The Equality Act 2010 and the Equal Pay Statutory Code of Practise both include the equality of terms provisions, which states that employees/individuals have a legal right to equal pay, for equal work, as compared to employees of the opposite/same sex. Additionally, pay is not limited to just contractual pay, as it includes any element of a pay package and/or any employment benefits. Pay, for example, would cover bonuses, company cars, hours of work, overtime rates etc.
The Act further states that an individual/employee can bring forward a claim for equal pay if that individual meets the criteria of equal work in comparison to a comparator. Moreover, a comparator can be further defined as an individual who is/was employed by the same employer (or associated employer) at the same work environment or at an environment where there is identical terms and conditions. (The Law Society, 2015)
The Equality Act further defines equal work and separates it into three categories; like work, work rated as equivalent and work of equal value. Determining like work involves two stages, of which the first is to determine whether the comparator is employed in work of a similar nature with consideration to the skills/effort/knowledge required to carry out the work.
Once like work is established then the next stage is to assess whether any existing differences are not of any practical importance i.e. are differences, of crucial importance in the performance of the job regardless of job description. Additionally, at this stage particular attention is paid to the frequency of occurring differences and to the nature/extent of any differences. Employers responding to a claim must then sufficiently demonstrate that crucial differences of practical importance exist, justifying difference in pay.
Work rated equivalent
Work rated as equivalent is when work is evaluated in terms of how demanding it is and is determined under a job evaluation scheme, which ultimately makes a decision based on multiple parameters such as skill and responsibility, with a stronger focus on the demands related to work. A job evaluation scheme analytically assesses the relative value of a job and typically utilises a scoring-based system to determine equal work. These schemes must be fair, non-discriminatory and not influenced by any stereotyping. ACAS provides free information on how to design and implement a job evaluation scheme.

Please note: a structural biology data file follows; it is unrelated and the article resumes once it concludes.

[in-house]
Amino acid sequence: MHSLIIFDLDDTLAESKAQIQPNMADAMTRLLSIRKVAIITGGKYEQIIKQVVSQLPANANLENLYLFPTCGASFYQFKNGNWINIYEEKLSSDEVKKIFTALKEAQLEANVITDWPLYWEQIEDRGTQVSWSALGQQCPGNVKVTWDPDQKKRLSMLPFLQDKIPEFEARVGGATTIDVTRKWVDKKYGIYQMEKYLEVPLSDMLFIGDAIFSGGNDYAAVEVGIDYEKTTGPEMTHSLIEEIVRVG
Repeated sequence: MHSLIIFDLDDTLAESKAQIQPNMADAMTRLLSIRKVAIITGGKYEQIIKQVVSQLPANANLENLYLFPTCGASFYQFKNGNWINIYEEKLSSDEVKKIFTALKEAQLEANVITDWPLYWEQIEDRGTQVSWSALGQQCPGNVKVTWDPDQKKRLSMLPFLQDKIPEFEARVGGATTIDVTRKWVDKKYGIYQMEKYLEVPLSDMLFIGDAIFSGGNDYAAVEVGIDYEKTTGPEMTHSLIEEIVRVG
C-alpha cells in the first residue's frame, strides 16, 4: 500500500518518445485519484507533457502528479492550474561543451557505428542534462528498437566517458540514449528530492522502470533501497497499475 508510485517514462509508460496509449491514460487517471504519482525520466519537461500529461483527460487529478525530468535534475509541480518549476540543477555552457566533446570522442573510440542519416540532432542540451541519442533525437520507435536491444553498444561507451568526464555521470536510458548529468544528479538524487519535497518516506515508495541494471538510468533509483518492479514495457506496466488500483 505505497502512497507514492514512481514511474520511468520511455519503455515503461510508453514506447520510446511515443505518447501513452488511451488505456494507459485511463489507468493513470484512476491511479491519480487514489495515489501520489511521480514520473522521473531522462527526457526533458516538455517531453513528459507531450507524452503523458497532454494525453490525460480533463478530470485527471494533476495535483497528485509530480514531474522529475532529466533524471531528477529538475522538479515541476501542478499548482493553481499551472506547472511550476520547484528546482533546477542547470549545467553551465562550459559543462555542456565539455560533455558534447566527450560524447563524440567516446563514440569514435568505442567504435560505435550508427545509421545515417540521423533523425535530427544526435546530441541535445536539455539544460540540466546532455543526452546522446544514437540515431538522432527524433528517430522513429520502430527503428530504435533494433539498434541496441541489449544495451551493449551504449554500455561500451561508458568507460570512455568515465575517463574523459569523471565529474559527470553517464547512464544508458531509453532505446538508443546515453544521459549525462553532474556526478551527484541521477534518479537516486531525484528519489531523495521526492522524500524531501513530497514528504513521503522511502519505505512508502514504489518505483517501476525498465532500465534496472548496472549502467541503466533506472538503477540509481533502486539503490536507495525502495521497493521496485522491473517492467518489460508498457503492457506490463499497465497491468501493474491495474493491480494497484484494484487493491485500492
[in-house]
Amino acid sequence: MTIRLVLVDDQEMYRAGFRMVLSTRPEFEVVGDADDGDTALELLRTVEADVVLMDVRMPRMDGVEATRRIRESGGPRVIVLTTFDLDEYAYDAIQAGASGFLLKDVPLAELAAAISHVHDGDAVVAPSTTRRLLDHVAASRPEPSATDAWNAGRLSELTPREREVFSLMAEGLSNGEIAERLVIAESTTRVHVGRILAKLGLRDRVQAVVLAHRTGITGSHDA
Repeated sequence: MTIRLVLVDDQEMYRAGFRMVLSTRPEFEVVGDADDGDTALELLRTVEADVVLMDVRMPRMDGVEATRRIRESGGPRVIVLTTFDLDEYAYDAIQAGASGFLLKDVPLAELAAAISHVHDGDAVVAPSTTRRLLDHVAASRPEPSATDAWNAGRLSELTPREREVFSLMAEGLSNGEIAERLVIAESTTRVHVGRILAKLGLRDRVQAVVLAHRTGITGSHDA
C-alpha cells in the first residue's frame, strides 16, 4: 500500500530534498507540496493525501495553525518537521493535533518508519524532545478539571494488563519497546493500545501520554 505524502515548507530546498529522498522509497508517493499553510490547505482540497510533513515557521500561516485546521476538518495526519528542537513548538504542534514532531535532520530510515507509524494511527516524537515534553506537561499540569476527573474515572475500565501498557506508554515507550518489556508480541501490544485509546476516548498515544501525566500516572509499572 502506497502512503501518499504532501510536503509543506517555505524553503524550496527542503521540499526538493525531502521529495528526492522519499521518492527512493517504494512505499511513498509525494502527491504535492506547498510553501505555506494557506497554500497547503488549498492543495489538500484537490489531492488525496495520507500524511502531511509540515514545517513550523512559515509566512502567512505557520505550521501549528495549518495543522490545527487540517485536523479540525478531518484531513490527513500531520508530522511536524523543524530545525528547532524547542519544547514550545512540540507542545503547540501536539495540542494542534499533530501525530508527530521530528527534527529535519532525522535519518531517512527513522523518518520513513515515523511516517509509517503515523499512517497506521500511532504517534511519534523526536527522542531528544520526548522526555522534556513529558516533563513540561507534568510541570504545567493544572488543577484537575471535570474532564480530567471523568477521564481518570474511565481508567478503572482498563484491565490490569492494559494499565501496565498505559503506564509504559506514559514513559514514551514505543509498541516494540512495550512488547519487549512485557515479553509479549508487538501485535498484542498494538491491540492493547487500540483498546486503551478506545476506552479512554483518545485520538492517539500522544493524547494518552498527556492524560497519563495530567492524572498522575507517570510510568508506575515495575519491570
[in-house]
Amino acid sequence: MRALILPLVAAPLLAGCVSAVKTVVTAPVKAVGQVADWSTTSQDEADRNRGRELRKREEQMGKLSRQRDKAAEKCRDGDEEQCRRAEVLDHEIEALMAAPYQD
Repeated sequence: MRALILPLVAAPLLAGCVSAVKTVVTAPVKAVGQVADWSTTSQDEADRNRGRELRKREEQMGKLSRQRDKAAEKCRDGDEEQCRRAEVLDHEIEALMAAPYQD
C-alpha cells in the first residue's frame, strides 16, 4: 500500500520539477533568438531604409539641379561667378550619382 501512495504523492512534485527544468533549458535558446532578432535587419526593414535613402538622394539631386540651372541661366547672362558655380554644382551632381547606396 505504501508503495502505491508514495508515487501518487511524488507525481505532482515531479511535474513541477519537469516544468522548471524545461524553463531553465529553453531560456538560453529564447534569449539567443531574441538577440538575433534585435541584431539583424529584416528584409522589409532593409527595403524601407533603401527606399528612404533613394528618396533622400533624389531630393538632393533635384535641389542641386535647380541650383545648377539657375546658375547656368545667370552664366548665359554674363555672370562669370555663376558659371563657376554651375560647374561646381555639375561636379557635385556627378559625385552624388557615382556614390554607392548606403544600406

Work of equal value
The final and third way of determining equal work, is by determining if the comparators work is of equal value, with specific reference to the demands of work made on that individual, such as the physical/emotional effort involved in work. Furthermore, work may not be particularly similar however it may be of equal value as the demands of such work is equal. This category is similar to the category of work rated as equivalent, however work rated as equivalent takes an analytical approach whereas determining equal value is centred around a more methodical and logical approach where often an industry expert is needed to clarify whether effort, skills, decision-making etc are of equal value. (Equality and Human Rights Commission, 2019)
Key Industrial Actions
It is also important to note, that any or all three stage of equal work can be used as comparison methods when bringing forward a claim. Additionally, when a claim is brought forward to an employment tribunal, the tribunal will determine the case based on its own facts so a decision for equal work in another case might not be relevant. Furthermore, an equal pay claim must be brought forth either when the individual is at the work whereby there is unequal pay or six months after leaving that position. However, if the time limit is exceeded it may be possible for the claim to be heard in ordinary courts such as the high court. Also, before launching a claim to the employment tribunal, employee/individual must before seek advice from ACAS and complete the ACAS Early Conciliation notification form before commencing. (Equal Pay Portal, 2020)